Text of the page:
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The Power of Language
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The power of Language

Using Language to Fight Against Separatism including racism and sexism.

In the book, Dear Ijeawele or A Feminist Manifesto in Fifteen Suggestions, the author, Chimamanda Ngozi Adichie, offers this suggestion for raising a daughter: "Teach her to question language. Language is the repository of our prejudices, our beliefs, our assumptions."

I would apply that thought to raising children in general, whether boys or girls. I belive that language is the primary hiding place for the beginnings of Separatism - whether talking about sexism, racism ageism, or other forms of dividing lables.

There is something we can all do to fight against separatism—like racism and sexism. We can consider the power of language and try to eliminate "exclusive" language and, instead, use "inclusive" language.

Inclusive language is language that does not discriminate. It is language that allows anyone to recognise themselves in a particular situation. It results in empathy and compassion. An example might be: (Conversation) "You know, it seems like just about anyone can be caught at sometime making a mistake." This acknowledges the Universiality of human experience. It allows ANYONE to listen and understand. It does not seek to introduce sexist or racist attitudes and language. It doesn't cut anyone out.

Exclusive language is made of words that exclude groups of people based on artifical and uneccesary stereotyping. An example would be this use of exclusive language: (Headline) "Black Man shot during robbery attempt" This is a particularly poignant example on several levels: (1) The use of "black" is irrelevant and racist; (2) the use of "man" is pointless and sexist; (3) the use of both "black" and "man" is also divisive and inflamatory. It serves no other purpose in a headline. But what it DOES is create a stereotype - "black men" are robbers (criminals). A better headline - one that is not based on discrimnation - might be: "Bank Robber Shot" allowing the reader, if they actually care about bank robberies, to read on without emotional baggage and stereotypes racing through their heads. If being "black" is somehow an important aspect of the story, it can be included in the body of the story. If it is based on verified factual information, it should be presented as such. Frankly, I can't see how it would ever be relevant, but I'll admit that anything is possible. Maybe the robbery took place on a planet where there are only green people...I guess that would make it surprisingly relevant!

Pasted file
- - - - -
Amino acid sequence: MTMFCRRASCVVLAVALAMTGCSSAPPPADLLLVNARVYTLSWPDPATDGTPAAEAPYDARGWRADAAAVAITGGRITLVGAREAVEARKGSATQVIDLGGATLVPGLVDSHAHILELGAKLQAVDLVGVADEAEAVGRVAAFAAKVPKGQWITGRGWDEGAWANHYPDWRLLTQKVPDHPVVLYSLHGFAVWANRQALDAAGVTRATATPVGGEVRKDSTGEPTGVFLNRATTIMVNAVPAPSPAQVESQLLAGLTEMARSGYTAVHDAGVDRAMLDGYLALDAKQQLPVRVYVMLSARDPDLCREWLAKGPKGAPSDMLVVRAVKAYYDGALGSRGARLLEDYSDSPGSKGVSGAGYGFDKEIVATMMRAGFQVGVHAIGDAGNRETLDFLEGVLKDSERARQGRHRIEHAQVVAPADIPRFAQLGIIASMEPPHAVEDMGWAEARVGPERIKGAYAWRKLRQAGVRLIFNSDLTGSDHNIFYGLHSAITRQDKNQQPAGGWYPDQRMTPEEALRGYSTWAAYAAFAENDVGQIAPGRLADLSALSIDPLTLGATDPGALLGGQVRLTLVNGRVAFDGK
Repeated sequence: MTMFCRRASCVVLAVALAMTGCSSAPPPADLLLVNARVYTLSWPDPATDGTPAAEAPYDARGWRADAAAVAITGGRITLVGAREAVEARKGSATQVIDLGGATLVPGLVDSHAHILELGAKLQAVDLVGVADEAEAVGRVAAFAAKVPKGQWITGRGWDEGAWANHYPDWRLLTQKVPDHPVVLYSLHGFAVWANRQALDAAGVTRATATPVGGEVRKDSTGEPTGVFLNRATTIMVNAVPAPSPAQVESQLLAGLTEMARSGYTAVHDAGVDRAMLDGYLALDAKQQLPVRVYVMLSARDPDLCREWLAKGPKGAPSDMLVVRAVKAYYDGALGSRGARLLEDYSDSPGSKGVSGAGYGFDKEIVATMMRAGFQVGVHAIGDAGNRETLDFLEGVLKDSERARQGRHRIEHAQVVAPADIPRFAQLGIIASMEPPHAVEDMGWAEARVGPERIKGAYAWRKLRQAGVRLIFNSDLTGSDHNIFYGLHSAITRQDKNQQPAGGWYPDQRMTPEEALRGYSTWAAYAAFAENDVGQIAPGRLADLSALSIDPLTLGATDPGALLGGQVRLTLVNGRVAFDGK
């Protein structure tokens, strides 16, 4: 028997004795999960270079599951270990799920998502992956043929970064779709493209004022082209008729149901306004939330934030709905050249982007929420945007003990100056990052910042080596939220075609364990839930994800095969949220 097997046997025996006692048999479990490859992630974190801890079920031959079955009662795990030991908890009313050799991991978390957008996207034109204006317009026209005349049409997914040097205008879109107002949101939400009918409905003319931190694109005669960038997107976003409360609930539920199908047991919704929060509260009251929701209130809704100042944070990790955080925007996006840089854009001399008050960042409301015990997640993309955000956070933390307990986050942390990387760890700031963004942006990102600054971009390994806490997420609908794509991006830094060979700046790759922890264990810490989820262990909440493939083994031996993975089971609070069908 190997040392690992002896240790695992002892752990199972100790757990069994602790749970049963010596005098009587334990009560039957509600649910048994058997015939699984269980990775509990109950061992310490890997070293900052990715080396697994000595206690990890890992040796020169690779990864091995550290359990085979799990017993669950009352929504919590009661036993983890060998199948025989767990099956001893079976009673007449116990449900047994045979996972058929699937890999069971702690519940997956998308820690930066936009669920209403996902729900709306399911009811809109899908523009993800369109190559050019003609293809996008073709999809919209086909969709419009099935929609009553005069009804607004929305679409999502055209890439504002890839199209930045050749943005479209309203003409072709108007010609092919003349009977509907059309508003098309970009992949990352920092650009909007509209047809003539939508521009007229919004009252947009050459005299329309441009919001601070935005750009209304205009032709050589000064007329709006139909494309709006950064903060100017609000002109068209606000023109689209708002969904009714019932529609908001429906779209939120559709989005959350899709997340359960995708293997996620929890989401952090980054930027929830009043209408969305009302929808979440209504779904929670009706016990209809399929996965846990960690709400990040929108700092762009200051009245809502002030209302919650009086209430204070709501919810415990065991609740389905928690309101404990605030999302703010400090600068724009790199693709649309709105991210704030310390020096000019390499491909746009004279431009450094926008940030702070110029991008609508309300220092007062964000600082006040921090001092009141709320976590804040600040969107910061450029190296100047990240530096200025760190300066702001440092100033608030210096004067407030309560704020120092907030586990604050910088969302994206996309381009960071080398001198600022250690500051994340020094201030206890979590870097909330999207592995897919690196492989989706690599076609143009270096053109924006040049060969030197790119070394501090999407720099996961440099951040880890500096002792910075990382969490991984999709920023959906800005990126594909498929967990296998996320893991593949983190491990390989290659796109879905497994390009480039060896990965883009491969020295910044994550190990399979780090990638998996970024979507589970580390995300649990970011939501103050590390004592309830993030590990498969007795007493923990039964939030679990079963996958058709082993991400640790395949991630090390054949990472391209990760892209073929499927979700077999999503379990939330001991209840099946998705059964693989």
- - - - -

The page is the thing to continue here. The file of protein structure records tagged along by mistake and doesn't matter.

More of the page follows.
Of course, I cannot hope to influence people who are determined to perpetuate race and gender stereotypes. It is sometimes difficult to even introduce the concept of "inclusive language" to people who are utterly convinced that, for example "a white female could never understand" or "Arabs are all like that." How sad. But convenient to put a whole race or gender into a little box and eliminate them as possible competition (for money, jobs, mates, etc). We have been so inundated with what I call "institutionalised separatism" that even imagining the concept of a "universal human experience" is difficult for some. People are quick to point out that THEY are unique and their experience is unique to them - but they fail to see the obvious: they ARE unique, just like EVERYONE else. And because they are unique, it does not mean that everyone in their church, gender, or "race" has had the same experience. Some are going to be Tories and some are going to be Liberals. Assuming that everyone in a HUGE group is the same is called "separatism", "racism", sexism", well, you get the idea.

Next time: "Race" what a misleading, unlikely, and misused concept! If we are part of any "race, it is the Human Race.





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